Deciding to get a 2018 variable vs. fixed home loan can be confusing. There are lots of different loan types with various terms and conditions. But, when choosing a loan – no matter the type – one of the biggest questions is whether to get a variable or fixed rate loan.
Understanding the differences and benefits of each loan type can help save you money and prepare you for repayments.
So what is a variable rate loan and a fixed rate loan?
Loan Rate Types
Variable rate loans do not have a set interest rate. Instead, the interest rate fluctuates with market trends. You can expect your variable rate to change over the course of your loan. Sometimes it will go up and other times, it will go down. And with your changing interest rate, your repayments will also vary.
Fixed rate loans, on the other hand, have a set interest rate for a period of time. Usually, the set interest rate period ranges between 1, 3, and five years. This means that during your set period, your interest rate is locked in and you can expect to have the same repayments each month.
However, once the set interest rate period is over, most fixed rate loans revert to the variable rate offered by their lender at that time.
So which one is better? Variable and fixed rate loans each have their pros and cons.
Variable vs Fixed Home Loan: Pros & Cons
Variable Rate: Pros
- When choosing a variable rate loan, you often have the option to make extra repayments at no additional cost. Making extra repayments can help you save on interest by paying down your principal. Doing so can also help you pay off your loan sooner.
- Each loan type will come with its own terms and conditions, and variable rate loans typically offer more flexibility. Customers have the option to choose from a range of benefits, such as an offset account or redraw facility.
Variable Rate: Cons
- Because the interest rate fluctuates on a variable rate loan, so do the monthly repayments. As a result, it can be harder to budget and project how much your repayments will be from month to month.
- With the fluctuating rates and payment amounts, customers may run into difficulty making repayments when they experience unexpected rate hikes. While they will benefit from lower repayments when interest rates drop, they may be caught off guard when rates rise and repayments go up.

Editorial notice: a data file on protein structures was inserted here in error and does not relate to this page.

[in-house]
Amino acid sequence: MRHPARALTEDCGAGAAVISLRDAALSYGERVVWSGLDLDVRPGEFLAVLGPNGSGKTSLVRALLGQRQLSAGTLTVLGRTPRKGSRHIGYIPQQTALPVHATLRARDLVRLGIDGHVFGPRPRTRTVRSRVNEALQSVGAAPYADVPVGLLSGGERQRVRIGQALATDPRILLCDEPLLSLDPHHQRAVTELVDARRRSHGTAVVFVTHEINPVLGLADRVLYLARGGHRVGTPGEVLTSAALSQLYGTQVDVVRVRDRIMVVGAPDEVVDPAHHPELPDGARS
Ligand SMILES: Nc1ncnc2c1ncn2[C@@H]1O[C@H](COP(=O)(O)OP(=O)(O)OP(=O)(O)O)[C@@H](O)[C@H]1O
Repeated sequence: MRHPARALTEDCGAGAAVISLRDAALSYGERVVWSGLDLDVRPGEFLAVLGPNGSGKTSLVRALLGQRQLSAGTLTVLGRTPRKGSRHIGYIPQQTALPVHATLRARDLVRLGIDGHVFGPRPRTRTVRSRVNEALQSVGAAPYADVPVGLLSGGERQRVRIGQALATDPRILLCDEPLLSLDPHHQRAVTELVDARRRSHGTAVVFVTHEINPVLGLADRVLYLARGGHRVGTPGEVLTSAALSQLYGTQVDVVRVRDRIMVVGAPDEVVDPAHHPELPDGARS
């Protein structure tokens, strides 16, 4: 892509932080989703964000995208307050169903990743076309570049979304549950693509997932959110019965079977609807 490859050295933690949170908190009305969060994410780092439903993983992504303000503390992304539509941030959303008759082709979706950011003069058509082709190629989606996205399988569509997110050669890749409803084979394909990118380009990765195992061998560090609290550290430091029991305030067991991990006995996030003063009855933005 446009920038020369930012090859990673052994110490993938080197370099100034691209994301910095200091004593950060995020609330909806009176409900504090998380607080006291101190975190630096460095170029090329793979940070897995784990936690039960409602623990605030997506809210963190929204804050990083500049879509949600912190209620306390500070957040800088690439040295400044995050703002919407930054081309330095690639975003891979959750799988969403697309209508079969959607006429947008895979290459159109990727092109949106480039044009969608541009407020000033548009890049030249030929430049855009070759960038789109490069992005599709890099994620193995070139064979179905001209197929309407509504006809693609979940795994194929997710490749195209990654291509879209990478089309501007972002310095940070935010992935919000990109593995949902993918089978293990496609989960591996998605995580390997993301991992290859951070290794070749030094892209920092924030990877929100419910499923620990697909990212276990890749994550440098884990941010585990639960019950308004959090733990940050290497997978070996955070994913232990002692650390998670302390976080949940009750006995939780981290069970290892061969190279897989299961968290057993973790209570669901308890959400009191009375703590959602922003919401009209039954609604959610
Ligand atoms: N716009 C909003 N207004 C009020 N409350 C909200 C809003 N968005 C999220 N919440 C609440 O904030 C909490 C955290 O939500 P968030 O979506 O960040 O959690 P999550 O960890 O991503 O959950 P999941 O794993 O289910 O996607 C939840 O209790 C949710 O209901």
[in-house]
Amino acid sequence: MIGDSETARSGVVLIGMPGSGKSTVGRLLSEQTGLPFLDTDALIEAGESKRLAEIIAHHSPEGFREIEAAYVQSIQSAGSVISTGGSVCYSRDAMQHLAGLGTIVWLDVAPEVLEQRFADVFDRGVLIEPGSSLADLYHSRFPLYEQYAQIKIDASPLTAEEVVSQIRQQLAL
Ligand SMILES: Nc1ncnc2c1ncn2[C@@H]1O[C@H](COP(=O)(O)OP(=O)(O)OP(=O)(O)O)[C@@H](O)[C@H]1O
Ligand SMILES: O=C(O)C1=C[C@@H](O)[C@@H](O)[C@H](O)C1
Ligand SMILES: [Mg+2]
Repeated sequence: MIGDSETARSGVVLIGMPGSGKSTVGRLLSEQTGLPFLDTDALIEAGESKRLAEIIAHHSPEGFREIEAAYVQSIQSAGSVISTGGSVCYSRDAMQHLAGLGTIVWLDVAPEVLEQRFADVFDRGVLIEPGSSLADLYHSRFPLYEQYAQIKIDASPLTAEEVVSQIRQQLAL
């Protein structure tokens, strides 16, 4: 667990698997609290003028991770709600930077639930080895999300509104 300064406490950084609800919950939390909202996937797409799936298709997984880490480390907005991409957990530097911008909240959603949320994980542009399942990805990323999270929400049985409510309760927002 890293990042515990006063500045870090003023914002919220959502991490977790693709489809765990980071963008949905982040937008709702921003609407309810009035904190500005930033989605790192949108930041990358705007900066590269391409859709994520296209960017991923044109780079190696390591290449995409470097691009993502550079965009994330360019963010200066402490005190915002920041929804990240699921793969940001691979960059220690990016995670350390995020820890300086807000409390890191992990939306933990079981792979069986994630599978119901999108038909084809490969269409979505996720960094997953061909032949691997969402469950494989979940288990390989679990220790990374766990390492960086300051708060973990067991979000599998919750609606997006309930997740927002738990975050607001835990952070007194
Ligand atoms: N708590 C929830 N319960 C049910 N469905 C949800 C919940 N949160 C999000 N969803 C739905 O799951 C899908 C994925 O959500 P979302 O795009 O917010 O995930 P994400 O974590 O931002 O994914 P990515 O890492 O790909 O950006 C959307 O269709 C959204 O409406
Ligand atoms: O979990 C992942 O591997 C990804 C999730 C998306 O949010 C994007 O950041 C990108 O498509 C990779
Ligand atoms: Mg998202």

Fixed Rate: Pros
- Because the interest rate on fixed rate loans remains the same, customers already know how much their repayments will be each month. This makes it easier to budget and plan for life’s expenses.
- While customers with fixed rate loans won’t be able to take advantage of periods when the rates are low, they will also not be subjected to rate hikes. This means that they never have to worry about their payments jumping.
Fixed Rate: Cons
- As customers won’t be subjected to rate hikes, they will also not benefit from times when the rates drop. So, while customers with variable rate loans see their repayment amount drop, those who choose fixed rate loans will have to make the same repayments that they originally signed up for.
- With most fixed rate loans, customers do not have the chance to make additional repayments without an additional fee. Fixed rate loans usually have less flexible repayment terms. Extra repayments are often permitted, but only up to a certain amount or with a fee.
Going into 2018, more borrowers chose to get a variable rate loan instead of a fixed rate loan. This means that they were comfortable with the loan rate available when they signed their loan and were willing to assume the risks associated with the variable rate.
Data from the Australian Bureau of Statistics showed that the percentage of borrowers who chose fixed rate home loans dropped by 3.2% going into 2018.
But does this trend make sense given the current market? While interest rates are currently low, rates are expected to rise in the later parts of 2018. So, what does that all mean, and how does it help you decide between 2018 variable vs fixed home loans?
To take advantage of low current rates and avoid rate hikes later in the year, borrowers can consider taking out a fixed rate loan if they’re looking to borrow now.
However, before commiting to a fixed rate loan, remember the drawbacks. Fixed rate loans are less flexible than variable rate loans and may not allow unlimited extra repayments or other benefits associated with a variable rate loan.
So, before you decide, make sure you understand the terms and conditions of your loan in addition to how loan rates affect your monthly repayments.